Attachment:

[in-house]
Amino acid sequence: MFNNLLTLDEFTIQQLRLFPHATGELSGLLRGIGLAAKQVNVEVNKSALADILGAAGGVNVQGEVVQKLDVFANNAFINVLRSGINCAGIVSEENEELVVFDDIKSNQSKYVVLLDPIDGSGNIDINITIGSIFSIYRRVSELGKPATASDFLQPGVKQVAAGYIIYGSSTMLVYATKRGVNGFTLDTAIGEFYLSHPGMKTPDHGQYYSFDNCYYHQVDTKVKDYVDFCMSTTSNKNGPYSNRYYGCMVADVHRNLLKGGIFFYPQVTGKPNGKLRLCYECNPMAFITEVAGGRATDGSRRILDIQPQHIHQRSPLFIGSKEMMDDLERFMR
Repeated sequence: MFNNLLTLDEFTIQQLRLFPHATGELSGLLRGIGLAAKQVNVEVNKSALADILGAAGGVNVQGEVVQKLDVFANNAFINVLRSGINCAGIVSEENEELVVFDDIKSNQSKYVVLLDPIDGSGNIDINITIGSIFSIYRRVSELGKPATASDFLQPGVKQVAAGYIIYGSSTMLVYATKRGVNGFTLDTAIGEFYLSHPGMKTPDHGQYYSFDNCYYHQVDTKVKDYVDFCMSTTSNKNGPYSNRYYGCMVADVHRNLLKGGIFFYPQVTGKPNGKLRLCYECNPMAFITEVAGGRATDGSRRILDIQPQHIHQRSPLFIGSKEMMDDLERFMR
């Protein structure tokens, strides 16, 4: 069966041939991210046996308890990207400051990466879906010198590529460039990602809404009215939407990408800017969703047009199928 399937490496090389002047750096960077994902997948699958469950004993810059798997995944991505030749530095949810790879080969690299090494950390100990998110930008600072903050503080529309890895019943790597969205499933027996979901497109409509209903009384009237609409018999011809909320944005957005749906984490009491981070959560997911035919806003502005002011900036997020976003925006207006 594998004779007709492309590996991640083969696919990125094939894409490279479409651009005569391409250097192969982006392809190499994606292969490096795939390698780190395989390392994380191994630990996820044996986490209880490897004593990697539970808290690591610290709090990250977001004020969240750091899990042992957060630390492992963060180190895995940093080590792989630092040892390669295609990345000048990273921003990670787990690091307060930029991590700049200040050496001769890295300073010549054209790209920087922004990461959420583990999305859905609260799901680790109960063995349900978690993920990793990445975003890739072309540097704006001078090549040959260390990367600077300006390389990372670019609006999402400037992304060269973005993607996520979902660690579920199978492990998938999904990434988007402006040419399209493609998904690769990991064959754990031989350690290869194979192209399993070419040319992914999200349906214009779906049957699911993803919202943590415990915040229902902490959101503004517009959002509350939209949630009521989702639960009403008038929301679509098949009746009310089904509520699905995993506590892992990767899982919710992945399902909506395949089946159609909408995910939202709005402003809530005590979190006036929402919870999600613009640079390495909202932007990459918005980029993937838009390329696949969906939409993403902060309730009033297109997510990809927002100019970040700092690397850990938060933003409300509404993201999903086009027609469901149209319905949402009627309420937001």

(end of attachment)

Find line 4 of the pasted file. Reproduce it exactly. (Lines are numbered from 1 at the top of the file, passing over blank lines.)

């Protein structure tokens, strides 16, 4: 069966041939991210046996308890990207400051990466879906010198590529460039990602809404009215939407990408800017969703047009199928 399937490496090389002047750096960077994902997948699958469950004993810059798997995944991505030749530095949810790879080969690299090494950390100990998110930008600072903050503080529309890895019943790597969205499933027996979901497109409509209903009384009237609409018999011809909320944005957005749906984490009491981070959560997911035919806003502005002011900036997020976003925006207006 594998004779007709492309590996991640083969696919990125094939894409490279479409651009005569391409250097192969982006392809190499994606292969490096795939390698780190395989390392994380191994630990996820044996986490209880490897004593990697539970808290690591610290709090990250977001004020969240750091899990042992957060630390492992963060180190895995940093080590792989630092040892390669295609990345000048990273921003990670787990690091307060930029991590700049200040050496001769890295300073010549054209790209920087922004990461959420583990999305859905609260799901680790109960063995349900978690993920990793990445975003890739072309540097704006001078090549040959260390990367600077300006390389990372670019609006999402400037992304060269973005993607996520979902660690579920199978492990998938999904990434988007402006040419399209493609998904690769990991064959754990031989350690290869194979192209399993070419040319992914999200349906214009779906049957699911993803919202943590415990915040229902902490959101503004517009959002509350939209949630009521989702639960009403008038929301679509098949009746009310089904509520699905995993506590892992990767899982919710992945399902909506395949089946159609909408995910939202709005402003809530005590979190006036929402919870999600613009640079390495909202932007990459918005980029993937838009390329696949969906939409993403902060309730009033297109997510990809927002100019970040700092690397850990938060933003409300509404993201999903086009027609469901149209319905949402009627309420937001």